Alternative medicine can reduce arsenic toxicity, claims study
a homoeopathic drug may offer a ray of hope to arsenic victims. An Indian study claims that Arsenicum Album-30 can help remove arsenic from the body. But allopathic doctors stressed the need for a more rigorous trial.
The study was conducted by a team of researchers from West Bengal's University of Kalyani and Bidhan Chandra Krishi Viswavidyalaya. "The drug reduced arsenic levels in blood and urine of arsenic victims from Ghetugachhi village in Nadia district," says Anisur Rahaman Khuda-Bukhsh, who headed the team. "The blood levels of the toxicity denoting liver enzymes (like aspartate aminotransferase) returned to almost normal levels after three months," he adds.
Encouraging results in mice led the researchers to test Arsenicum Album -30 on humans (allopathy does not have a treatment for arsenic-induced toxicity). The subjects for the trial were arsenic-affected residents of Ghetugachhi village, who were divided into two groups -- group i comprised 55 people, while group ii had 68.
In group i, 22 subjects were treated as controls, who were given a placebo, while the remaining 33 arsenic-affected villagers were given Arsenicum Album-30. The drug or placebo was given twice daily for 10 days.
In group ii, all subjects received the drug twice daily for 10 days at the same dose as for group I. The medication was withdrawn for 15 days and repeated twice in the same manner. The subjects were provided arsenic-free water (less than 10 parts per billion or 10 ppb). Their blood and urine samples were periodically taken and studied.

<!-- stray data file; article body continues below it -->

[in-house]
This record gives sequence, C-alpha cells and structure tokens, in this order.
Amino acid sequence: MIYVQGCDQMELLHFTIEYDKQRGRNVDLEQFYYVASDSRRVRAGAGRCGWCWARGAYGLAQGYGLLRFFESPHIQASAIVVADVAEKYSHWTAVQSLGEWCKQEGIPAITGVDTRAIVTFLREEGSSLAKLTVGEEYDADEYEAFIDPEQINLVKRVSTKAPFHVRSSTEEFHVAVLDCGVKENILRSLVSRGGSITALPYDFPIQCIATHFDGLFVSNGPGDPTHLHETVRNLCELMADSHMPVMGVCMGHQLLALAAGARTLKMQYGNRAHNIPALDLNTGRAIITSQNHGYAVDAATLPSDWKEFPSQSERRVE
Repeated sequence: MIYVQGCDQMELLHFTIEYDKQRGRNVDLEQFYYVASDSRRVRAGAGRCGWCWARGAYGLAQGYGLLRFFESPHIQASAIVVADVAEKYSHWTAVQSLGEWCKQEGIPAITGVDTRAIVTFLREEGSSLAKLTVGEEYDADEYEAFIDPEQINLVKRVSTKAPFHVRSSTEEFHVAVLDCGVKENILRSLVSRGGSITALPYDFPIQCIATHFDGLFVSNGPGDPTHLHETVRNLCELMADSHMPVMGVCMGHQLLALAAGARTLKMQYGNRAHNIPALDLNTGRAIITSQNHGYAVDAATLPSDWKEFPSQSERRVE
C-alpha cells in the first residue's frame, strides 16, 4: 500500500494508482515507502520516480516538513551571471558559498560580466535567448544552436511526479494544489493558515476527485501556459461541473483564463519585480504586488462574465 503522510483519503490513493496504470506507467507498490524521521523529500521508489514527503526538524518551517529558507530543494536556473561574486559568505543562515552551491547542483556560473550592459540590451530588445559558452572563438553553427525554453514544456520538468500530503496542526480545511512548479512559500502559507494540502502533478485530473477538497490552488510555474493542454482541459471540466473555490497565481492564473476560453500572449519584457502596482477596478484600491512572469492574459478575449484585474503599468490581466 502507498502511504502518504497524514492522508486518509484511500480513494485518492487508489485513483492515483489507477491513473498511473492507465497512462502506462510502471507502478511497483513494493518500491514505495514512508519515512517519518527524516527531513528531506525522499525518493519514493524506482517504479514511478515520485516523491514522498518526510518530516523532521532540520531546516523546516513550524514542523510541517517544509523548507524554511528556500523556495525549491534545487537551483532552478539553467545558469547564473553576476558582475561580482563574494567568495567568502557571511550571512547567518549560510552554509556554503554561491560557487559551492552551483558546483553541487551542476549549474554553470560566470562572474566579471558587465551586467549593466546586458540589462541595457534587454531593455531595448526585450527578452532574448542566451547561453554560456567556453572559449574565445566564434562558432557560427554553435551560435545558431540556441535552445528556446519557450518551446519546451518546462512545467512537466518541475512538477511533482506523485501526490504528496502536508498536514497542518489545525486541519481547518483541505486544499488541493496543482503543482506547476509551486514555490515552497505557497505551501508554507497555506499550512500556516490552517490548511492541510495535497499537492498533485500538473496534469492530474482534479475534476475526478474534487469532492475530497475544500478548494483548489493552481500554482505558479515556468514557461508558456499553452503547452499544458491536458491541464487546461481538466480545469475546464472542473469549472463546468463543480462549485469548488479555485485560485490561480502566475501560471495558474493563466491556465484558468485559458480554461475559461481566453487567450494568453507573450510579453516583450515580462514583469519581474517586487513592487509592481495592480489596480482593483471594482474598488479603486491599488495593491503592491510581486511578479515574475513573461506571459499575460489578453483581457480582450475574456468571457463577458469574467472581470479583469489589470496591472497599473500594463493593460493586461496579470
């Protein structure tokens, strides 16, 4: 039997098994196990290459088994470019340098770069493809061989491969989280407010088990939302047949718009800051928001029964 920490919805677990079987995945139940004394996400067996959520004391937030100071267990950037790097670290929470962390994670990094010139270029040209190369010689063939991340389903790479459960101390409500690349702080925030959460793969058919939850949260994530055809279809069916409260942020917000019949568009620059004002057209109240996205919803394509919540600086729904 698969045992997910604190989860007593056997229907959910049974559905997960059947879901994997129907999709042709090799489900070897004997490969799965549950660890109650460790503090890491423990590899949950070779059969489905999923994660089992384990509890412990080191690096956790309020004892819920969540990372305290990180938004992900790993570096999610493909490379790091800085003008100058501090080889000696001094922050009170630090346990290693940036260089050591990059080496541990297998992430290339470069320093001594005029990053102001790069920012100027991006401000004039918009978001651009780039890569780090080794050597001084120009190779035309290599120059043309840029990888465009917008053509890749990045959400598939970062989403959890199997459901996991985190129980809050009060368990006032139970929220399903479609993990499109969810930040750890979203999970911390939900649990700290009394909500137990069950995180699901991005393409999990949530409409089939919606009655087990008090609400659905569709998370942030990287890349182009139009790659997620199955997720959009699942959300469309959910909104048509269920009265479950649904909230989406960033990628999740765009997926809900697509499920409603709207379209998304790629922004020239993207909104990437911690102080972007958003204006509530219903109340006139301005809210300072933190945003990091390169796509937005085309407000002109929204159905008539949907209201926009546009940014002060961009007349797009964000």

The arsenic levels in urine and blood of group ii subjects were 43.75 ppb and 24.13 ppb respectively compared to the corresponding permissible range of 3.33-25.55 ppb and 0.3-2 ppb. By the 45th day of the trial, the level in urine fell to 10.78 ppb and that in blood became normal by the 60th day, the study claims.
The researchers also observed an increase in the level of glutathione -- a compound comprising amino acids, which indicates recovery of normal liver function. "The drug considerably checked lipid peroxidation, a lethal free-radicals-induced chain reaction that destroys liver cells' membrane," write the researchers in a recent issue of Evidence-based Complimentary and Alternative Medicine (Vol 2, No 4).
In another study, published in the March 2006 issue (Vol 3, No 1) of the same journal, the researchers showed that two potencies (30 and 200) of the drug brought high levels of anti-nuclear antibodies (a type of antibodies that work against the body tissues) to normal in arsenic victims from Ghetugachhi and Dakshin Panchpota, another village in Nadia district.
But allopathic experts are critical about the findings. "Other tissue markers like hair and nail, which are lacking in the present study, need to be studied to judge the effects of any drug trial," says Subhash Mukherjee of Calcutta Medical College, who studies arsenic-affected people in Murshidabad district.
The increased blood glutathione level "suggests some counteractive effect of the drug on oxidative-stress caused by arsenic. But estimation of liver enzymes has its limitation to assess chronic toxicity," says D G Majumder, a member of the state's core committee of the Task Force on Arsenic. "But, this treatment has a potential to benefit poor victims," he adds. Treatment costs a mere Rs 7 per month for a family of four.
The villagers are elated about the drug. Sadhan Haldar, a 40-year-old farmer from Dakshin Panchpota, says, "One-and-a-half years ago, with no appetite and severe arsenic-induced lesions, I was on the brink of death. But the drug cured skin lesions and restored appetite. And I resumed farming." Adds Khitish Bagh, a 30-year-old victim in Ghetugachhi, "After taking the drug, I regained appetite and arsenic-induced skin damage disappeared."
How the drug acts remains unclear. "We have already shown efficiency of homoeopathic drugs in protecting or repairing arsenic-induced dna damage in mice," says Khuda-Bukhsh. "The homoeopathic drug may trigger a cascade action of relevant genes back to their normal functioning turning on the body's recovery," he concludes.
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